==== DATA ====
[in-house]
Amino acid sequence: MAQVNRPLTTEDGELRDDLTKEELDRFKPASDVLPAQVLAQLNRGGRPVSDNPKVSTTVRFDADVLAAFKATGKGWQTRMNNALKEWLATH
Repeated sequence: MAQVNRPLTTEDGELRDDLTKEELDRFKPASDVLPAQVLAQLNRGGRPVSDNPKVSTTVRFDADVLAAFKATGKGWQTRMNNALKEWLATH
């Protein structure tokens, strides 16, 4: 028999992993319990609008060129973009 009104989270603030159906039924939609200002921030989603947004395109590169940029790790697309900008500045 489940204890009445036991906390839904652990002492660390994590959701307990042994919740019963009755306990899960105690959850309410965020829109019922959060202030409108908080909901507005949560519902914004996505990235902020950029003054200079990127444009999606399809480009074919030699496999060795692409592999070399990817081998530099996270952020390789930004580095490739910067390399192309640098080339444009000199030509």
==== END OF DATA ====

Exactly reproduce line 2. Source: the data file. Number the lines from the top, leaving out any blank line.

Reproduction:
Amino acid sequence: MAQVNRPLTTEDGELRDDLTKEELDRFKPASDVLPAQVLAQLNRGGRPVSDNPKVSTTVRFDADVLAAFKATGKGWQTRMNNALKEWLATH